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Effectiveness of a publicly funded pneumococcal vaccination program against invasive pneumococcal disease among the elderly in Victoria, Australia

Andrews, Ross M., Counahan, Megan L., Hogg, Geoff G. and McIntyre, Peter B. (2004). Effectiveness of a publicly funded pneumococcal vaccination program against invasive pneumococcal disease among the elderly in Victoria, Australia. Vaccine,23(2):132-138.

Document type: Journal Article
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Title Effectiveness of a publicly funded pneumococcal vaccination program against invasive pneumococcal disease among the elderly in Victoria, Australia
Author Andrews, Ross M.
Counahan, Megan L.
Hogg, Geoff G.
McIntyre, Peter B.
Journal Name Vaccine
Publication Date 2004
Volume Number 23
Issue Number 2
ISSN 0264-410X   (check CDU catalogue  open catalogue search in new window)
Start Page 132
End Page 138
Total Pages 7
Place of Publication United Kingdom
Publisher Elsevier
Field of Research 0699 - Other Biological Sciences
0799 - Other Agricultural and Veterinary Sciences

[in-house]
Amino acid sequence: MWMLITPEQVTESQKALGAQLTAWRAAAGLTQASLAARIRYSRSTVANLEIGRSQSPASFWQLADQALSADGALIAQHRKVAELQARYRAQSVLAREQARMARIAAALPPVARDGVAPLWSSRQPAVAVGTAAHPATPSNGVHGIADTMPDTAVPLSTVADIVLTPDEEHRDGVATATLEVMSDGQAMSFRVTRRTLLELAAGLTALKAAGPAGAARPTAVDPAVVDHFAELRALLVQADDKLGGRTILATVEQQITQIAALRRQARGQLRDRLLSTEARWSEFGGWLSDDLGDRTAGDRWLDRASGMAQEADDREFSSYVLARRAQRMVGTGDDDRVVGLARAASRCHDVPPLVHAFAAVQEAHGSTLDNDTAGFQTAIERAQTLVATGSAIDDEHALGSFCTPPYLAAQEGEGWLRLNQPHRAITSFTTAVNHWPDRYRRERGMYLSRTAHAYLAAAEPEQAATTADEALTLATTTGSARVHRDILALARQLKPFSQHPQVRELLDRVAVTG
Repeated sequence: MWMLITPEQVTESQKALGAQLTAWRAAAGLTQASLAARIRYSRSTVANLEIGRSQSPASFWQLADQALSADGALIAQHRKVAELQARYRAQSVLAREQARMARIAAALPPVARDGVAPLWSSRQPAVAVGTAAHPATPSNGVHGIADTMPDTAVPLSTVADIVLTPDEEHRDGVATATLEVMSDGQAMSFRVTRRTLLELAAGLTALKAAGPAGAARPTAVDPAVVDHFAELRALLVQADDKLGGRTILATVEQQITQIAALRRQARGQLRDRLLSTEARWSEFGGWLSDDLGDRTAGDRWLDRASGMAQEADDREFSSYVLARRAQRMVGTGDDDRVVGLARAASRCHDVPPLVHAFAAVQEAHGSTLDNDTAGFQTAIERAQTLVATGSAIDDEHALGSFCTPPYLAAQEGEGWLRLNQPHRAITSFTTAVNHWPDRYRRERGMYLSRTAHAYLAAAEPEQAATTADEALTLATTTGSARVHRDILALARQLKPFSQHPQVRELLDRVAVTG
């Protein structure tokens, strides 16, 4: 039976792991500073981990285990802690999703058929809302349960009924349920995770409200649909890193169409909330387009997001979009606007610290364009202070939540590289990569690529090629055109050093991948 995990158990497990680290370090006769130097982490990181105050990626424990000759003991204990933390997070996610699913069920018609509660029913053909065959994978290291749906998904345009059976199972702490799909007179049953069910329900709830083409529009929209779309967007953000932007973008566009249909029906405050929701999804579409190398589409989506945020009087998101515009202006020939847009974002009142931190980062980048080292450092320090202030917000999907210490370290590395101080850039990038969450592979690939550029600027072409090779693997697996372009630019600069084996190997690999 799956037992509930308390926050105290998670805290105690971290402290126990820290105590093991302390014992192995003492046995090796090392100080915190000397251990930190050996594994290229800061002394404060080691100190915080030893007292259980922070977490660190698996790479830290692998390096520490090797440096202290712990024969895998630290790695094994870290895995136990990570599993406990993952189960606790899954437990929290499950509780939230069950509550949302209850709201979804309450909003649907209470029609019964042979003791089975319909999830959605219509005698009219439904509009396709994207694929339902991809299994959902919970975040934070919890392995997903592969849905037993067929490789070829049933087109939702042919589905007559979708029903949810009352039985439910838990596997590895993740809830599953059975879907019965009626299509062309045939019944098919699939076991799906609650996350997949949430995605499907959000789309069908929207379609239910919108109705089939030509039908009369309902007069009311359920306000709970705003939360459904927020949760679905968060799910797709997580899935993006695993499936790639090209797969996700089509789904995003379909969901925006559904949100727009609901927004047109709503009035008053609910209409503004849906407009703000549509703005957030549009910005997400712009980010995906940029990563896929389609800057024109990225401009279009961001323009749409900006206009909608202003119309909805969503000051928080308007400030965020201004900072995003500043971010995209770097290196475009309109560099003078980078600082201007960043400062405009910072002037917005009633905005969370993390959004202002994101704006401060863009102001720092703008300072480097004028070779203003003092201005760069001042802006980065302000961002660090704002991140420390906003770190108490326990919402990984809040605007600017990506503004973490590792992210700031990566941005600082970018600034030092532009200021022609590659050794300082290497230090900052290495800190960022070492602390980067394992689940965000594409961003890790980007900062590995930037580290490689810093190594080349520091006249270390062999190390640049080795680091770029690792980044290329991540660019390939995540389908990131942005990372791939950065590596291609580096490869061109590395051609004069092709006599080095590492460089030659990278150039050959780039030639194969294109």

1107 - Immunology
HERDC Category C1 - Journal Article (DEST)
Abstract Within Australia, Victoria is the only jurisdiction where the 23-valent polysaccharide pneumococcal vaccine (23vPPV) has been publicly funded for the elderly (aged < or = 65 years). We compared age-specific rates of invasive pneumococcal disease (IPD) for periods before and after implementation of the program, and data from a comparable Australian population that does not have a funded program. Vaccine effectiveness (VE) was estimated using the screening and indirect cohort methods. Compared to the pre-program period, there was a 36% reduction in the reported rates of IPD among persons aged < or = 65 years. Adjusted for under-reporting in the referent rate, the decrease was equivalent to an annual reduction of 112 cases and an estimated 14 deaths among persons < or = 65 years. VE was 71% (95% CI 54-82) using the screening method and 79% (95% CI -14 to 96) by the indirect cohort method. Both point estimates were consistent with the VE expected among persons aged < or = 65 years, although the small number of isolates meant the indirect cohort method was inconclusive at the lower 95% confidence limit. Consideration should be given to publicly funding pneumococcal vaccine for this age group in other settings.
Keywords Australian
Death
diagnosis
Disease
Epidemiology
immunology
Mortality
Pneumococcal Infections
Pneumococcal Vaccines
Pneumonia,Pneumococcal
Population Health
Population Surveillance
prevention & control
Public Health
Vaccination
DOI http://dx.doi.org/10.1016/j.vaccine.2004.06.016   (check subscription with CDU E-Gateway service for CDU Staff and Students  check subscription with CDU E-Gateway in new window)
 
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Created: Mon, 26 Nov 2007, 15:07:47 CST